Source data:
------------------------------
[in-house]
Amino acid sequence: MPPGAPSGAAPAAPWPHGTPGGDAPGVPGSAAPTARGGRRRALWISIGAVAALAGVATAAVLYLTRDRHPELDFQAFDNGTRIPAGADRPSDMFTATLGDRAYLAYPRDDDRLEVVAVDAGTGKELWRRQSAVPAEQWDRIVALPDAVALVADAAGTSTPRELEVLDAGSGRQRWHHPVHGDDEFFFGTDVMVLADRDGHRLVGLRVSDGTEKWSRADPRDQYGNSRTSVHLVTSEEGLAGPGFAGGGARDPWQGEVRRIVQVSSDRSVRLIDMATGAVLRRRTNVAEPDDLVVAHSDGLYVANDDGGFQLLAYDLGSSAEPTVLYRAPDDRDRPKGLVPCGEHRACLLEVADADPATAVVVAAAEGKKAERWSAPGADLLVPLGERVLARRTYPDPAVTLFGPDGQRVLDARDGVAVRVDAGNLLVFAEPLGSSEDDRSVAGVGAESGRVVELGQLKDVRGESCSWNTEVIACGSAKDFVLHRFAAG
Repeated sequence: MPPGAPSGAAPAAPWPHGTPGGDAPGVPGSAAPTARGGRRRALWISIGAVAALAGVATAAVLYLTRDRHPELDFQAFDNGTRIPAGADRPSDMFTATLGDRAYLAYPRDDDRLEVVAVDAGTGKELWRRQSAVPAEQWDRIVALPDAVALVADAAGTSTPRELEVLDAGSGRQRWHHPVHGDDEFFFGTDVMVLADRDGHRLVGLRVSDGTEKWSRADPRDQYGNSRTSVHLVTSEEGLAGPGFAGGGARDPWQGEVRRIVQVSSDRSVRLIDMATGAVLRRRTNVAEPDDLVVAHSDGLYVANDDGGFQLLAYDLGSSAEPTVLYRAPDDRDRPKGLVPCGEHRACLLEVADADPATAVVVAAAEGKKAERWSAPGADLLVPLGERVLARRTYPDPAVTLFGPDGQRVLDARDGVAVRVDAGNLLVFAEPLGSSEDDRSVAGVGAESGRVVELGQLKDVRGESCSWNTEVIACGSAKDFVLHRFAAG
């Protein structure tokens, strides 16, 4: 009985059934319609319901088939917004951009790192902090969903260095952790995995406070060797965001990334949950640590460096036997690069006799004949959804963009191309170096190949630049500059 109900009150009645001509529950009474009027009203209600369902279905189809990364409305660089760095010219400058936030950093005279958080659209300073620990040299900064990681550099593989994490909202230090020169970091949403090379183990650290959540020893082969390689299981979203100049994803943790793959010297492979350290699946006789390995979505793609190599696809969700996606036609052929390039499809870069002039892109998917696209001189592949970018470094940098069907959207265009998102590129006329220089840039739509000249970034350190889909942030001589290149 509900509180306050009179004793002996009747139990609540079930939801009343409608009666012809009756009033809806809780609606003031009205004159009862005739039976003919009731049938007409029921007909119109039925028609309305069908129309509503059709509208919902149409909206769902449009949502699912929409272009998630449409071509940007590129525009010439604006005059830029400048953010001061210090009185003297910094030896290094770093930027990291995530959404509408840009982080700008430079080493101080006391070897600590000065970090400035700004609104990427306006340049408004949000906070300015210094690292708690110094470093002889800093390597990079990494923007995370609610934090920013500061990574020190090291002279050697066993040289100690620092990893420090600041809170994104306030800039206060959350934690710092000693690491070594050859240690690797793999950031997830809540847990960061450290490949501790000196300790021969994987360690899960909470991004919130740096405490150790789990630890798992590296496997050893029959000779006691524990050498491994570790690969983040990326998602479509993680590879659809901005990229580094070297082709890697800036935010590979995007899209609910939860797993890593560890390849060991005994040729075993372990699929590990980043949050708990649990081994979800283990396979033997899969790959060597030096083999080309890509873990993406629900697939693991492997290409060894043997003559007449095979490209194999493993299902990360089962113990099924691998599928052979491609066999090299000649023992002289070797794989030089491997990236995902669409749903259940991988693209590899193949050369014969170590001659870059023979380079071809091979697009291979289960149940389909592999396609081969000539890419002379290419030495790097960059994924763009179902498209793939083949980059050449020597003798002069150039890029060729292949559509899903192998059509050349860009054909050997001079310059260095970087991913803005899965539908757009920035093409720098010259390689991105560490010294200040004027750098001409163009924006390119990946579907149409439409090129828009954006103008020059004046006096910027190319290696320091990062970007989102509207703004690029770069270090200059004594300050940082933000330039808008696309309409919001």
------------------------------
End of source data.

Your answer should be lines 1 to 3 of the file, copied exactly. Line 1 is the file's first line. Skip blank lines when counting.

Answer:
[in-house]
Amino acid sequence: MPPGAPSGAAPAAPWPHGTPGGDAPGVPGSAAPTARGGRRRALWISIGAVAALAGVATAAVLYLTRDRHPELDFQAFDNGTRIPAGADRPSDMFTATLGDRAYLAYPRDDDRLEVVAVDAGTGKELWRRQSAVPAEQWDRIVALPDAVALVADAAGTSTPRELEVLDAGSGRQRWHHPVHGDDEFFFGTDVMVLADRDGHRLVGLRVSDGTEKWSRADPRDQYGNSRTSVHLVTSEEGLAGPGFAGGGARDPWQGEVRRIVQVSSDRSVRLIDMATGAVLRRRTNVAEPDDLVVAHSDGLYVANDDGGFQLLAYDLGSSAEPTVLYRAPDDRDRPKGLVPCGEHRACLLEVADADPATAVVVAAAEGKKAERWSAPGADLLVPLGERVLARRTYPDPAVTLFGPDGQRVLDARDGVAVRVDAGNLLVFAEPLGSSEDDRSVAGVGAESGRVVELGQLKDVRGESCSWNTEVIACGSAKDFVLHRFAAG
Repeated sequence: MPPGAPSGAAPAAPWPHGTPGGDAPGVPGSAAPTARGGRRRALWISIGAVAALAGVATAAVLYLTRDRHPELDFQAFDNGTRIPAGADRPSDMFTATLGDRAYLAYPRDDDRLEVVAVDAGTGKELWRRQSAVPAEQWDRIVALPDAVALVADAAGTSTPRELEVLDAGSGRQRWHHPVHGDDEFFFGTDVMVLADRDGHRLVGLRVSDGTEKWSRADPRDQYGNSRTSVHLVTSEEGLAGPGFAGGGARDPWQGEVRRIVQVSSDRSVRLIDMATGAVLRRRTNVAEPDDLVVAHSDGLYVANDDGGFQLLAYDLGSSAEPTVLYRAPDDRDRPKGLVPCGEHRACLLEVADADPATAVVVAAAEGKKAERWSAPGADLLVPLGERVLARRTYPDPAVTLFGPDGQRVLDARDGVAVRVDAGNLLVFAEPLGSSEDDRSVAGVGAESGRVVELGQLKDVRGESCSWNTEVIACGSAKDFVLHRFAAG